I come from a mixed marriage, a mishmash. Dad was Jewish, oy vey was he Jewish, but he fell in love with my mom, 30 years his junior, a Catholic au pair from the French speaking part of Switzerland, and who’s gonna deny love, right? My dad’s very large family, for starters, and although he remained the loyal son until both his parents died several years into their 100’s, visiting them every Sabbath in their nursing home, suffice it to say his religious practices became very private and personal. Every morning, rubbing my sleepy eyes on the way to the bathroom or breakfast table, I passed the solitary sight of my father standing in the living room davening, rocking back and forth while praying. He never went to temple.
A compromise was struck, presumably, when my parents decided to have children, or perhaps never explicitly, since I came from a family that is gifted in the ways of denial: Rather than choose one faith over the other, my sister and I would have no religious upbringing of any kind, unless you call weirdness an education—secret baptisms and an arkload of other shenanigans. As an adult, my younger (but much wiser) sister, Audrey, headed the spiritual call of her heart by “converting” to Judaism, joining a Temple and being Bas Mitzvah’d, even studying Hebrew. Although my father is no longer with us, he would have been very proud of my sister, whose religious practices are, like his were, deeply personal and heartfelt, perhaps because of the unorthodox journey that connected them to their God.
My own personal connection to Judaism and my father’s heritage is more cultural than religious, and like my sister, I find those parts of myself flourishing in later life. I have undertaken a study of Jewish food, and am particularly interested in how its various traditions, brought by waves of immigrants, have been assimilated into the American food culture. My husband (who was raised Mormon but whom my dad would have deemed an honorary Jew) and I, though our spiritual beliefs tend toward Buddhist, have taken to incorporating Yiddish into our vernacular, and are considering taking classes in this disappearing language because it’s so vunderlekh!
So, without further ado, here is part two of my holiday list, this one focused on the wealth of new Jewish cookbooks and food-related books that would make wonderful gifts.
Encyclopedia of Jewish Food is an A to Z compendium gathered by chef, writer, and rabbi Gil Marks covering 3000 years of global Jewish culinary history. It’s right up my alley, obviously, but honestly this book is hard to put down because it’s so fun to read and not in the least dry or pedantic. Includes over 300 recipes from North African, European, Persian, Russian and even Indian traditions. Know somebody who would be interested in the provenance of latkes (from Italian ricotta pancakes) and the formation of the first International Bagel Bakers Union? How restaurateur Arnold Reuben, not only created the famous sandwich, but also what has come to be known as New York style cheesecake? This is the gift for them.
The Kosher Baker Paula Shoyer brings her knowledge of French pastry (she trained at Escoffier in Paris) to bear on the challenges presented by dairy-free Kosher baking, turning out delicious solutions ranging from the quick and simple to elegant, multi-stepped showstoppers. Sure there’s Chocolate Babka here, but also Cinnamon Palmiers, French Macarons (not to be confused with Macaroons), and even Crème Brûlée! Vegans, and those with dairy allergies will love this book, too.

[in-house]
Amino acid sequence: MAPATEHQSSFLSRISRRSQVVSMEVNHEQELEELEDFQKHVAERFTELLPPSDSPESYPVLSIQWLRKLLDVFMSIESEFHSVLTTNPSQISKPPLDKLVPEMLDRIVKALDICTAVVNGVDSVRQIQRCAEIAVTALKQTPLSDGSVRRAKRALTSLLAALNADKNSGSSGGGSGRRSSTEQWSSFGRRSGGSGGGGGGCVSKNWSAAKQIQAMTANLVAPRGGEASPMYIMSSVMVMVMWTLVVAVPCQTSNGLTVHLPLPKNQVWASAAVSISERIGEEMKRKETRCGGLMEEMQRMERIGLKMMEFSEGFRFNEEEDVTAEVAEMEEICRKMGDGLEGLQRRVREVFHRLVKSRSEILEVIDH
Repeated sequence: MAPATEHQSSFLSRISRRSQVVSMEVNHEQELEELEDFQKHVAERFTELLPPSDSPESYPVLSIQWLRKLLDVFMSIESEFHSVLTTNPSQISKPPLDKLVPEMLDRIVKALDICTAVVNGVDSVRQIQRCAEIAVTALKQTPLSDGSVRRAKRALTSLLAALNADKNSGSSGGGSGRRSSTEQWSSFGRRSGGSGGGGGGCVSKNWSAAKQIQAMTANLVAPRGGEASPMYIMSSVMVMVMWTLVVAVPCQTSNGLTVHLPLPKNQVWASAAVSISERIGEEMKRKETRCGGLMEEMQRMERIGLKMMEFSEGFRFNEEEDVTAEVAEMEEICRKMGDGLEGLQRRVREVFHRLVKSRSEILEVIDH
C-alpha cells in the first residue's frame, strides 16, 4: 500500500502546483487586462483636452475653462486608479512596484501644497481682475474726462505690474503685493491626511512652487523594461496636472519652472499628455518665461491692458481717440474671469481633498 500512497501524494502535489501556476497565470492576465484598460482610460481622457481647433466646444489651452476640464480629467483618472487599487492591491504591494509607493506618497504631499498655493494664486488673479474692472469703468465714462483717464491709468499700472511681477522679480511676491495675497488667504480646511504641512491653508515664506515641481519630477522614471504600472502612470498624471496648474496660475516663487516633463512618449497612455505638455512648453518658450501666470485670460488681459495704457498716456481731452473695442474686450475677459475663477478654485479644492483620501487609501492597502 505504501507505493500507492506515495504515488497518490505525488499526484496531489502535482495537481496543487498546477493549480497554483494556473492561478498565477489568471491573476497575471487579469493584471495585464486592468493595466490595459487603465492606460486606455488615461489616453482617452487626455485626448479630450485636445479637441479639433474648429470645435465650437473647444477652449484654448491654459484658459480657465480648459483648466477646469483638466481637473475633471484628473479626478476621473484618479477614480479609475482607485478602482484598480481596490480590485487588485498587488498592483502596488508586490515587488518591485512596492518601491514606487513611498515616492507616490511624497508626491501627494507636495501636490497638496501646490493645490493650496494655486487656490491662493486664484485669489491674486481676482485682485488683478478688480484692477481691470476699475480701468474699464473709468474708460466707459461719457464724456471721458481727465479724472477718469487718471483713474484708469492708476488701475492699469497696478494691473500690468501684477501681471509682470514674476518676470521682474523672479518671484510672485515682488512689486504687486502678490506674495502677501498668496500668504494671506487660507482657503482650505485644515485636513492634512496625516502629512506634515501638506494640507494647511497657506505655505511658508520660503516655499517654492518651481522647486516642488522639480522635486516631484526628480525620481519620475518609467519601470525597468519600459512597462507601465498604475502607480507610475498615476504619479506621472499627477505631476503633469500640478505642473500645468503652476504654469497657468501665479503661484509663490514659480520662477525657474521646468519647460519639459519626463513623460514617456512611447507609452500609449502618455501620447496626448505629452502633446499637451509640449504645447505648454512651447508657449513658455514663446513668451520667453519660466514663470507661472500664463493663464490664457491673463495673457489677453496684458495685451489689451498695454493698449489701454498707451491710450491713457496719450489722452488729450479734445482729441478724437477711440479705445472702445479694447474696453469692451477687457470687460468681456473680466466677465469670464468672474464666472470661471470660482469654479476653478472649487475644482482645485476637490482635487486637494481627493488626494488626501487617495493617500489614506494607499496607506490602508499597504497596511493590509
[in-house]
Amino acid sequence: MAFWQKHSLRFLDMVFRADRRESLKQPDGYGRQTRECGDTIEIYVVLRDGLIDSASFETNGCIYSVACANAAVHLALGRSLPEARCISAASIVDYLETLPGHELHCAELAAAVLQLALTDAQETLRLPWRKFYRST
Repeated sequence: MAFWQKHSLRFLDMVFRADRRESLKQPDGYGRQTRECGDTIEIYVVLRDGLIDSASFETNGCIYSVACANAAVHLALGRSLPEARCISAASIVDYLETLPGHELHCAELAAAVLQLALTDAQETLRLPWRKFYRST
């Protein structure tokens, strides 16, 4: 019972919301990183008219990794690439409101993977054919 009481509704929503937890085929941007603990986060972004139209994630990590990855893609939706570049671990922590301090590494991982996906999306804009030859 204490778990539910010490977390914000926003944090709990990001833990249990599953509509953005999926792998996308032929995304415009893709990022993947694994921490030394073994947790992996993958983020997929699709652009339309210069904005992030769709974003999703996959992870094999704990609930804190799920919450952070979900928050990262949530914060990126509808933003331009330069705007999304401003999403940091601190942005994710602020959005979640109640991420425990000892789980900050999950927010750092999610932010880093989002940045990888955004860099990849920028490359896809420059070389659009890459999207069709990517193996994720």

Save the Deli In his ode to the traditional Jewish deli, journalist and author David Sax profiles authentic purveyors of corned beef, chopped liver and matzoh ball soup well beyond the usual New York haunts, singing the praises of delicious schmaltz in Colorado and amazing deli style cured meats in Montreal, and anywhere that old school delis are keeping tasty traditions alive. A fun read, but fair warning--serious cravings will ensue. Gifting idea: wrap it in white waxed paper tied in butcher string with a side jar of pickles.
Quiches, Kugels, and Couscous Foodies will know Joan Nathan from her award-winning cookbooks and PBS series “Jewish Cooking in America,” and now Nathan has turned her sites on the largely unexamined treasures of Jewish cooking in France. Nathan traces 2,000 years of Jewish history en France, discovering how regional French cuisine has intermingled with traditional Jewish cooking and North African flavors brought by the influx of immigrants from Algeria and Morocco. Still, she achieves a tone that is personal, anecdotal, and often moving with portraits of Jewish cooks from every walk of French life.
97 Orchard Is another wonderful study of food and eating among Jewish and other immigrants in early 20th century New York City . Although I already posted about it, I wanted to include this highly recommended book on the list.
What books are you hoping someone will get you for the holidays?
Although Carolyn Grifel has been cooking, baking, and devouring cookbooks since she was old enough to read, it took her four decades to finally devote herself to professional cooking. She received a degree from The French Culinary Institute in 2009, while working at Epicurious.com. Since graduating she’s been a chef for Sweet Deliverance, as well as the executive chef at the historic TA Ranch in Buffalo, Wyoming. She’s currently a private chef for a family of four in NYC, and the enchanted mother of a 10-year-old named Stella.